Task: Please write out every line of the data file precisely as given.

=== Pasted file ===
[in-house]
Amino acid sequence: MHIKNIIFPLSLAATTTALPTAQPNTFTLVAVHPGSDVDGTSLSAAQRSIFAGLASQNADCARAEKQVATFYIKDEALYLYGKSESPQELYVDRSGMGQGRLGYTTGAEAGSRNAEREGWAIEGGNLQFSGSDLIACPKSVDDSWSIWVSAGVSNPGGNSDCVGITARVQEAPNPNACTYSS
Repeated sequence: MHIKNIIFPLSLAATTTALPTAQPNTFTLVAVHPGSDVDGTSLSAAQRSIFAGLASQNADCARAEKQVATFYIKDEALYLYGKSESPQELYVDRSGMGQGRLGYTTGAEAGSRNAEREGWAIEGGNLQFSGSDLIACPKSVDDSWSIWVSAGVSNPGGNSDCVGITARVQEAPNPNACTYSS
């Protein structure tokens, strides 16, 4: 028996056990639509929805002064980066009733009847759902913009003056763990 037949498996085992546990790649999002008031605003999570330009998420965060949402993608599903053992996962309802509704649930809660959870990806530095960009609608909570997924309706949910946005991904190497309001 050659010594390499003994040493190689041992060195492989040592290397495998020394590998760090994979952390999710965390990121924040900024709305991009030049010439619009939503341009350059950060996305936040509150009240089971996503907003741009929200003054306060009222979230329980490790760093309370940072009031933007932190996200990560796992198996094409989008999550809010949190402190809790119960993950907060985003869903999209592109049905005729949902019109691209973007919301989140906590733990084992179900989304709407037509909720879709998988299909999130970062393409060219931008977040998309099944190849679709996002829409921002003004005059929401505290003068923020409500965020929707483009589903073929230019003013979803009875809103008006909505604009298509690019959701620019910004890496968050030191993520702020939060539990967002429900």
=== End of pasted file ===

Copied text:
[in-house]
Amino acid sequence: MHIKNIIFPLSLAATTTALPTAQPNTFTLVAVHPGSDVDGTSLSAAQRSIFAGLASQNADCARAEKQVATFYIKDEALYLYGKSESPQELYVDRSGMGQGRLGYTTGAEAGSRNAEREGWAIEGGNLQFSGSDLIACPKSVDDSWSIWVSAGVSNPGGNSDCVGITARVQEAPNPNACTYSS
Repeated sequence: MHIKNIIFPLSLAATTTALPTAQPNTFTLVAVHPGSDVDGTSLSAAQRSIFAGLASQNADCARAEKQVATFYIKDEALYLYGKSESPQELYVDRSGMGQGRLGYTTGAEAGSRNAEREGWAIEGGNLQFSGSDLIACPKSVDDSWSIWVSAGVSNPGGNSDCVGITARVQEAPNPNACTYSS
């Protein structure tokens, strides 16, 4: 028996056990639509929805002064980066009733009847759902913009003056763990 037949498996085992546990790649999002008031605003999570330009998420965060949402993608599903053992996962309802509704649930809660959870990806530095960009609608909570997924309706949910946005991904190497309001 050659010594390499003994040493190689041992060195492989040592290397495998020394590998760090994979952390999710965390990121924040900024709305991009030049010439619009939503341009350059950060996305936040509150009240089971996503907003741009929200003054306060009222979230329980490790760093309370940072009031933007932190996200990560796992198996094409989008999550809010949190402190809790119960993950907060985003869903999209592109049905005729949902019109691209973007919301989140906590733990084992179900989304709407037509909720879709998988299909999130970062393409060219931008977040998309099944190849679709996002829409921002003004005059929401505290003068923020409500965020929707483009589903073929230019003013979803009875809103008006909505604009298509690019959701620019910004890496968050030191993520702020939060539990967002429900």